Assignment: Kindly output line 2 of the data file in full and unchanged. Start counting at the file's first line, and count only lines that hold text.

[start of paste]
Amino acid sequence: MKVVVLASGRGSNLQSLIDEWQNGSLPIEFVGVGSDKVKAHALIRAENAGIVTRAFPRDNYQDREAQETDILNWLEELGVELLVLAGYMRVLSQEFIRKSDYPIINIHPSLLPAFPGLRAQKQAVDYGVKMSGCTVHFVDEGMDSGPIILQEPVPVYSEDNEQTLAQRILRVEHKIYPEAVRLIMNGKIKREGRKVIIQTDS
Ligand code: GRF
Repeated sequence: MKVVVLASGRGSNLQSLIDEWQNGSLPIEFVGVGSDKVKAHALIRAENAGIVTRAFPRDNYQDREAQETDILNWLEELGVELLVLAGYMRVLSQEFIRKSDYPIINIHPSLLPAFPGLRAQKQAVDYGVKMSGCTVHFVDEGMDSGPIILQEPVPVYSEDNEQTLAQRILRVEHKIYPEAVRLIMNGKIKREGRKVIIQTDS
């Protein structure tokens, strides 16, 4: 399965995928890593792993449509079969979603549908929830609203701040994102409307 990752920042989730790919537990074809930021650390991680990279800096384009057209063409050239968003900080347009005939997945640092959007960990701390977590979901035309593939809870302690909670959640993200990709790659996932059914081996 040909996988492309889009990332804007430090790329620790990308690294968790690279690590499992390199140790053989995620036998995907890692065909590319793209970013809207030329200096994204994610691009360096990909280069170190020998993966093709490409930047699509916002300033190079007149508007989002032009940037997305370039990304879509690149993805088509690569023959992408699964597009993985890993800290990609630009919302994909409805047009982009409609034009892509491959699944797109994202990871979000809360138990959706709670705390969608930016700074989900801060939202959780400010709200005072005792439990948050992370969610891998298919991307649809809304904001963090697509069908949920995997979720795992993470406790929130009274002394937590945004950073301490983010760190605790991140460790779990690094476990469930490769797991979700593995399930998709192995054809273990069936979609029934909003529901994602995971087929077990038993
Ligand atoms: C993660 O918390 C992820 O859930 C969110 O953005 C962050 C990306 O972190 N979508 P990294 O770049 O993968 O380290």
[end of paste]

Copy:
Ligand code: GRF